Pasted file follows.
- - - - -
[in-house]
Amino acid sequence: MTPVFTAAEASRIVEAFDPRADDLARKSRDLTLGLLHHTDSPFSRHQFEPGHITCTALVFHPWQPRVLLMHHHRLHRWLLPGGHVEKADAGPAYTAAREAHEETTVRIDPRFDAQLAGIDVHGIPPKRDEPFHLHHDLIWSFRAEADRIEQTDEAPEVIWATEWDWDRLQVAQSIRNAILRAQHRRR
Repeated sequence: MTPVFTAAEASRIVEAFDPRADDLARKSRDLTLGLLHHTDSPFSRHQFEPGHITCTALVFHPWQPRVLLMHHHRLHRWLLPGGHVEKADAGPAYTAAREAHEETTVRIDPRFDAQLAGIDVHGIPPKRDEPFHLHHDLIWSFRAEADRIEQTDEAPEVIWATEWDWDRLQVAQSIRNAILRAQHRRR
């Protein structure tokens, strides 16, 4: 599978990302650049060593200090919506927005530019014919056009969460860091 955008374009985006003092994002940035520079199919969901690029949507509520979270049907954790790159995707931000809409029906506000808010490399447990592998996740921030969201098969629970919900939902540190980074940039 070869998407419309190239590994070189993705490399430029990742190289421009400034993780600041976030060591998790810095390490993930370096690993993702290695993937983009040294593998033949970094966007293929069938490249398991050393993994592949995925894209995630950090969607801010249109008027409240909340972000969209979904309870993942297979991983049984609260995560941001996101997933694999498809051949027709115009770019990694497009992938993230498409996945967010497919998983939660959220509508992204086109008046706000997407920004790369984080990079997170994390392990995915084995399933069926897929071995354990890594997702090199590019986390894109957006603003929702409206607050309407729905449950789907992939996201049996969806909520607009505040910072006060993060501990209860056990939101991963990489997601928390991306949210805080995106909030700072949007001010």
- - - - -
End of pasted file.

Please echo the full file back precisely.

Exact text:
[in-house]
Amino acid sequence: MTPVFTAAEASRIVEAFDPRADDLARKSRDLTLGLLHHTDSPFSRHQFEPGHITCTALVFHPWQPRVLLMHHHRLHRWLLPGGHVEKADAGPAYTAAREAHEETTVRIDPRFDAQLAGIDVHGIPPKRDEPFHLHHDLIWSFRAEADRIEQTDEAPEVIWATEWDWDRLQVAQSIRNAILRAQHRRR
Repeated sequence: MTPVFTAAEASRIVEAFDPRADDLARKSRDLTLGLLHHTDSPFSRHQFEPGHITCTALVFHPWQPRVLLMHHHRLHRWLLPGGHVEKADAGPAYTAAREAHEETTVRIDPRFDAQLAGIDVHGIPPKRDEPFHLHHDLIWSFRAEADRIEQTDEAPEVIWATEWDWDRLQVAQSIRNAILRAQHRRR
């Protein structure tokens, strides 16, 4: 599978990302650049060593200090919506927005530019014919056009969460860091 955008374009985006003092994002940035520079199919969901690029949507509520979270049907954790790159995707931000809409029906506000808010490399447990592998996740921030969201098969629970919900939902540190980074940039 070869998407419309190239590994070189993705490399430029990742190289421009400034993780600041976030060591998790810095390490993930370096690993993702290695993937983009040294593998033949970094966007293929069938490249398991050393993994592949995925894209995630950090969607801010249109008027409240909340972000969209979904309870993942297979991983049984609260995560941001996101997933694999498809051949027709115009770019990694497009992938993230498409996945967010497919998983939660959220509508992204086109008046706000997407920004790369984080990079997170994390392990995915084995399933069926897929071995354990890594997702090199590019986390894109957006603003929702409206607050309407729905449950789907992939996201049996969806909520607009505040910072006060993060501990209860056990939101991963990489997601928390991306949210805080995106909030700072949007001010």